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A Fresh Approach to Leads, Part I

Posted on Thursday, July 30, 2020 at 2:31 PM

Which type of lead best serves the piece you want to write?

By Peter P. Jacobi

The writers of fiction can show us the way. Take leads -- beginnings.

The writers of fiction need to find ways of getting the reader started, then immersed. And not too slowly.

The writers of nonfiction, those who would engage others in the pages of the magazine, for instance, need to find ways of getting their readers started, then immersed. And not too slowly.

The parallels of responsibility and of approach can be striking.

For Example...

So familiar, this lead: "It was the best of times, it was the worst of times, it was the age of wisdom, it was the age of foolishness, it was the epic of disbelief, it was the epic of incredulity, it was the season of light, it was the season of darkness, it was the spring of hope, it was the winter of despair, we had everything before us, we had nothing before us, we were all going direct to Heaven, we were all going direct the other way..."

Charles Dickens opens his Tale of Two Cities this way, striking the reader's mind through parallelism and contrasts, the former a stylistically enticing verbal structure, the latter a way of surprising with the range of differences.

The parallelism amounts to manner, the "how" of presentation.

The contrast is a way of handling matter, the "what" of presentation.

How and what are the essential elements of the lead.

As Dorothy Vines once showed us in TV Quarterly when she reintroduces us to a world we thought we knew but apparently don't:

Fade In: a lush, deserted tropical island, palm trees languidly swaying over ways-drenched, semi-new lovers stretched out at the water's edge locked in a passionate embrace...

Fade In: An unmarried couple in bed. She unbuttons his shirt and repeatedly kisses his chest. She tells him, "I want you to want me so much you cannot stand to be without me."

Fade In: Along the Seine's left bank, strolling hand-in-hand, two lovers enjoy the actual sights and sounds of a spring day in Paris...

It may come as a surprise, or perhaps even the shock to non-soap watchers, these are not scenes from a high-budget or X-rated feature film but from old episodes of Search for Tomorrow, Days of Our Lives, and One Life to Live, respectively. Gone forever were the stereotypes associated with soap operas...

Any Lead That Summarizes -- Established the Subject

For Tolstoy, in Anna Karenina, an aphorism says it all: "Happy families are all alike; every unhappy family is unhappy in its own way."

Here is a preliminary wisdom, a theme, perceived truth. Everything that follows in his novel will bear out that statement. It's like a summary, a thesis, and all-encompassing nugget.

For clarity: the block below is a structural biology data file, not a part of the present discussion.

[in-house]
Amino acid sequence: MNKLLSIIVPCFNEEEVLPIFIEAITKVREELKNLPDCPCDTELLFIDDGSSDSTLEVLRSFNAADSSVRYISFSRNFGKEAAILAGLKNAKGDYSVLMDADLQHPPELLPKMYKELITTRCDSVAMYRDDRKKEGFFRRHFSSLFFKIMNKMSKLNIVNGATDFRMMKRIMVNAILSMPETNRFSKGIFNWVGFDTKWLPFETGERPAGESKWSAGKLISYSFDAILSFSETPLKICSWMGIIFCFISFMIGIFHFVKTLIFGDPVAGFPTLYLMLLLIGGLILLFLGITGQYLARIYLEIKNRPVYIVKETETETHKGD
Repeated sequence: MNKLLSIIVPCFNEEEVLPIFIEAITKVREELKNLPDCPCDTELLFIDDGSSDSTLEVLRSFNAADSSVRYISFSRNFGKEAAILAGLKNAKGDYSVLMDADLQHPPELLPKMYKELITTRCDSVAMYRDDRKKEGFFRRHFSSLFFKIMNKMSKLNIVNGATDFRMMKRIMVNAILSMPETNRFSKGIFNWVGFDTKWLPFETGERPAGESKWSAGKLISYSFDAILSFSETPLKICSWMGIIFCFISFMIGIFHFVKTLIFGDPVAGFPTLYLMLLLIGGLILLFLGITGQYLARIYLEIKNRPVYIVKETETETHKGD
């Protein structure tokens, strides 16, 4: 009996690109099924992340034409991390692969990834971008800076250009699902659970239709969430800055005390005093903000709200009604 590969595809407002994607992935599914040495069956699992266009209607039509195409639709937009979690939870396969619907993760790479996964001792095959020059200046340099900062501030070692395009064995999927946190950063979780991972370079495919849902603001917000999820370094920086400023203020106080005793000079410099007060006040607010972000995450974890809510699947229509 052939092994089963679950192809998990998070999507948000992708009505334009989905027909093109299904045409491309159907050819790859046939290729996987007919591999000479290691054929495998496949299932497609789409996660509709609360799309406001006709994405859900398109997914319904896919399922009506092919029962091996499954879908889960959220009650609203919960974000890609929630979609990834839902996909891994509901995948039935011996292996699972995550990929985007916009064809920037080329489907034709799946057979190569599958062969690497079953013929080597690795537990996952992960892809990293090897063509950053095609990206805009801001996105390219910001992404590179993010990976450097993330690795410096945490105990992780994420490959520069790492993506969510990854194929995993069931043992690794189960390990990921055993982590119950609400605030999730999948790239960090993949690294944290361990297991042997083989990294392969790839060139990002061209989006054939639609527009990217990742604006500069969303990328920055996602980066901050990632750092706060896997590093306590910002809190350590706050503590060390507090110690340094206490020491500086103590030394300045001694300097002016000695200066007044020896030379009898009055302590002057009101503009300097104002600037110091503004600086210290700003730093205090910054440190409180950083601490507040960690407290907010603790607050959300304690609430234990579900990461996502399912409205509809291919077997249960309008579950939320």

Some magazine articles lend themselves to such treatment. Their authors decide that readers are best served with brief basics. A story once in Chain Store Age says simply: "Yesterday's crumpled, rumpled antiestablishment generation is dressing up." All that comes thereafter will support that opening.

I like this one from a piece in the New York Times:

To a judge, New York City's Criminal Court is an endless crotch of cases that rarely allows time for compassion or careful consideration of complex human issues.

To a defense lawyer from the Legal Aid Society who has been on the job nine months and has yet to try a case, the court is a daily exercise in frustration.

To a prosecutor, it is a daily parade of accused criminals whose sheer numbers almost guarantee that they will be freed or sentenced on reduced charges.

We know what the story will tell us. We know what the story's purpose is. Those are the advantages of a summary or thesis lead.

Setting the Tone

Sometimes, the fiction writer strives for the essence of the tone, a field that will imbue the entire book or a character within it.

Take this start:

If you really want to hear about it, the first thing you'll probably want to know is where I was born, and what my lousy childhood was like, and how my parents were occupied and all before they had me, and all that David Copperfield kind of crap, but I don't feel like going into it, if you want to know the truth.

That's J. D. Salinger, of course. That's Catcher in the Rye. That's Holden Caulfield talking, revealing immediately what he is all about, on the level, at least.

(We'll continue with the matter of tone in Part II.)

A classic article from a past issue in tribute to the late Peter J. Jacobi, longtime EO writer and author of The Magazine Article: How to Think It, Plan It, Write It.

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